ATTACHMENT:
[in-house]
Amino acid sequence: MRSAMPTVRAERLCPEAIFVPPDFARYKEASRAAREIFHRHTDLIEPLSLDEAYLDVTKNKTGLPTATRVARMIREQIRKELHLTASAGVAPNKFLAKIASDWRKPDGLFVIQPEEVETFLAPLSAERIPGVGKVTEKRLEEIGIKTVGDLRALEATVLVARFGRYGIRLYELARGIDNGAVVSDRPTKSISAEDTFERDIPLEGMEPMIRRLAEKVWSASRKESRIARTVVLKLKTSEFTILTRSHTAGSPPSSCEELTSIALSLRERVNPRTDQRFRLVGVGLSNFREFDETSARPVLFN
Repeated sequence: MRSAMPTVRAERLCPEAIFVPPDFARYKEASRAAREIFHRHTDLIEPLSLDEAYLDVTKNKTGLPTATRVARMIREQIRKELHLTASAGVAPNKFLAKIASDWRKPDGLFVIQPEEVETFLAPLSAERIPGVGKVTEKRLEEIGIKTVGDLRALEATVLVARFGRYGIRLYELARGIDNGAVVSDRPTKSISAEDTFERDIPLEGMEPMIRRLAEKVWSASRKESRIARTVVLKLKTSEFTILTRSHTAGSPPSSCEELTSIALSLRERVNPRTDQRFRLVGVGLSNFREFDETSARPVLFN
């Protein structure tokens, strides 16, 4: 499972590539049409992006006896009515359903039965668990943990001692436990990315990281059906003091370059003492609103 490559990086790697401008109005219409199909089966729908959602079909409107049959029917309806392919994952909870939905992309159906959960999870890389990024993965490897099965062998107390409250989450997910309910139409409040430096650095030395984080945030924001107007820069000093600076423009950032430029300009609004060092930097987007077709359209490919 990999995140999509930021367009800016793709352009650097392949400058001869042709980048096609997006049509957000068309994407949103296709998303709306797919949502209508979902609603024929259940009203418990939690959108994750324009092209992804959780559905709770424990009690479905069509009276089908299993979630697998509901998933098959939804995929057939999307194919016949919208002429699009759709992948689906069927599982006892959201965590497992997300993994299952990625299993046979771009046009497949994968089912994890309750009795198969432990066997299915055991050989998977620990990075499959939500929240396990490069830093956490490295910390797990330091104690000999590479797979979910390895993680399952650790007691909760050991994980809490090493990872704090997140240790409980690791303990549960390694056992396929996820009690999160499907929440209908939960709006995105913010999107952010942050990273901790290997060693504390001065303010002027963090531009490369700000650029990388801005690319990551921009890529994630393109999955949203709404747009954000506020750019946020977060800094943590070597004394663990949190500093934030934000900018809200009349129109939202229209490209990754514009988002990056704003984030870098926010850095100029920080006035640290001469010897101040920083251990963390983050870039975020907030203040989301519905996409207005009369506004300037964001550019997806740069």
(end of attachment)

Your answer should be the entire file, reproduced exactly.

[in-house]
Amino acid sequence: MRSAMPTVRAERLCPEAIFVPPDFARYKEASRAAREIFHRHTDLIEPLSLDEAYLDVTKNKTGLPTATRVARMIREQIRKELHLTASAGVAPNKFLAKIASDWRKPDGLFVIQPEEVETFLAPLSAERIPGVGKVTEKRLEEIGIKTVGDLRALEATVLVARFGRYGIRLYELARGIDNGAVVSDRPTKSISAEDTFERDIPLEGMEPMIRRLAEKVWSASRKESRIARTVVLKLKTSEFTILTRSHTAGSPPSSCEELTSIALSLRERVNPRTDQRFRLVGVGLSNFREFDETSARPVLFN
Repeated sequence: MRSAMPTVRAERLCPEAIFVPPDFARYKEASRAAREIFHRHTDLIEPLSLDEAYLDVTKNKTGLPTATRVARMIREQIRKELHLTASAGVAPNKFLAKIASDWRKPDGLFVIQPEEVETFLAPLSAERIPGVGKVTEKRLEEIGIKTVGDLRALEATVLVARFGRYGIRLYELARGIDNGAVVSDRPTKSISAEDTFERDIPLEGMEPMIRRLAEKVWSASRKESRIARTVVLKLKTSEFTILTRSHTAGSPPSSCEELTSIALSLRERVNPRTDQRFRLVGVGLSNFREFDETSARPVLFN
């Protein structure tokens, strides 16, 4: 499972590539049409992006006896009515359903039965668990943990001692436990990315990281059906003091370059003492609103 490559990086790697401008109005219409199909089966729908959602079909409107049959029917309806392919994952909870939905992309159906959960999870890389990024993965490897099965062998107390409250989450997910309910139409409040430096650095030395984080945030924001107007820069000093600076423009950032430029300009609004060092930097987007077709359209490919 990999995140999509930021367009800016793709352009650097392949400058001869042709980048096609997006049509957000068309994407949103296709998303709306797919949502209508979902609603024929259940009203418990939690959108994750324009092209992804959780559905709770424990009690479905069509009276089908299993979630697998509901998933098959939804995929057939999307194919016949919208002429699009759709992948689906069927599982006892959201965590497992997300993994299952990625299993046979771009046009497949994968089912994890309750009795198969432990066997299915055991050989998977620990990075499959939500929240396990490069830093956490490295910390797990330091104690000999590479797979979910390895993680399952650790007691909760050991994980809490090493990872704090997140240790409980690791303990549960390694056992396929996820009690999160499907929440209908939960709006995105913010999107952010942050990273901790290997060693504390001065303010002027963090531009490369700000650029990388801005690319990551921009890529994630393109999955949203709404747009954000506020750019946020977060800094943590070597004394663990949190500093934030934000900018809200009349129109939202229209490209990754514009988002990056704003984030870098926010850095100029920080006035640290001469010897101040920083251990963390983050870039975020907030203040989301519905996409207005009369506004300037964001550019997806740069």